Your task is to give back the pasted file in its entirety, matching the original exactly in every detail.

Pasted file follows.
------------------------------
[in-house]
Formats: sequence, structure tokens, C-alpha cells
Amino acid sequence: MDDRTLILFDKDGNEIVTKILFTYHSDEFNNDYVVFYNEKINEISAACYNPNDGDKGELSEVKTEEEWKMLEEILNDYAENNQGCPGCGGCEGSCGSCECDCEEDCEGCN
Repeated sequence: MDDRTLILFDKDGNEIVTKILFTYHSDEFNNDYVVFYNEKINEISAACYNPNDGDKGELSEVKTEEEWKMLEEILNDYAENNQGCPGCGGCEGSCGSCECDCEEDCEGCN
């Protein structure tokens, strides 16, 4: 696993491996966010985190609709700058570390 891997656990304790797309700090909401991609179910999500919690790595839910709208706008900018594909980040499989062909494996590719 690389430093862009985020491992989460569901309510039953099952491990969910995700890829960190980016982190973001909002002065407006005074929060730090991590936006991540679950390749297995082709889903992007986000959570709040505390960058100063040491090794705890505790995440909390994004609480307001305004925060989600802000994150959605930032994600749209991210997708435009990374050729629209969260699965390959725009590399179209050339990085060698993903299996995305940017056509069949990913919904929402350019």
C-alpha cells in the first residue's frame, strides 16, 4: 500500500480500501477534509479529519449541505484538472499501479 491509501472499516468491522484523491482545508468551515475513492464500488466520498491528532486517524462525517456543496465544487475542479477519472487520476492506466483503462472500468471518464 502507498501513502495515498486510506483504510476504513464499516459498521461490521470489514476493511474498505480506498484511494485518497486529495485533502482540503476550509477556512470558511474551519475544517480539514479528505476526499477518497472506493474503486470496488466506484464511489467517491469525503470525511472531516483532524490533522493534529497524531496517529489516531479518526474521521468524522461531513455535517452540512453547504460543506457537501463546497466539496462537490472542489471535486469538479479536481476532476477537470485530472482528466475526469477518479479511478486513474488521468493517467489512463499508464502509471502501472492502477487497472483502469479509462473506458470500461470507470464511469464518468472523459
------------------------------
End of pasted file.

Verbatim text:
[in-house]
Formats: sequence, structure tokens, C-alpha cells
Amino acid sequence: MDDRTLILFDKDGNEIVTKILFTYHSDEFNNDYVVFYNEKINEISAACYNPNDGDKGELSEVKTEEEWKMLEEILNDYAENNQGCPGCGGCEGSCGSCECDCEEDCEGCN
Repeated sequence: MDDRTLILFDKDGNEIVTKILFTYHSDEFNNDYVVFYNEKINEISAACYNPNDGDKGELSEVKTEEEWKMLEEILNDYAENNQGCPGCGGCEGSCGSCECDCEEDCEGCN
């Protein structure tokens, strides 16, 4: 696993491996966010985190609709700058570390 891997656990304790797309700090909401991609179910999500919690790595839910709208706008900018594909980040499989062909494996590719 690389430093862009985020491992989460569901309510039953099952491990969910995700890829960190980016982190973001909002002065407006005074929060730090991590936006991540679950390749297995082709889903992007986000959570709040505390960058100063040491090794705890505790995440909390994004609480307001305004925060989600802000994150959605930032994600749209991210997708435009990374050729629209969260699965390959725009590399179209050339990085060698993903299996995305940017056509069949990913919904929402350019």
C-alpha cells in the first residue's frame, strides 16, 4: 500500500480500501477534509479529519449541505484538472499501479 491509501472499516468491522484523491482545508468551515475513492464500488466520498491528532486517524462525517456543496465544487475542479477519472487520476492506466483503462472500468471518464 502507498501513502495515498486510506483504510476504513464499516459498521461490521470489514476493511474498505480506498484511494485518497486529495485533502482540503476550509477556512470558511474551519475544517480539514479528505476526499477518497472506493474503486470496488466506484464511489467517491469525503470525511472531516483532524490533522493534529497524531496517529489516531479518526474521521468524522461531513455535517452540512453547504460543506457537501463546497466539496462537490472542489471535486469538479479536481476532476477537470485530472482528466475526469477518479479511478486513474488521468493517467489512463499508464502509471502501472492502477487497472483502469479509462473506458470500461470507470464511469464518468472523459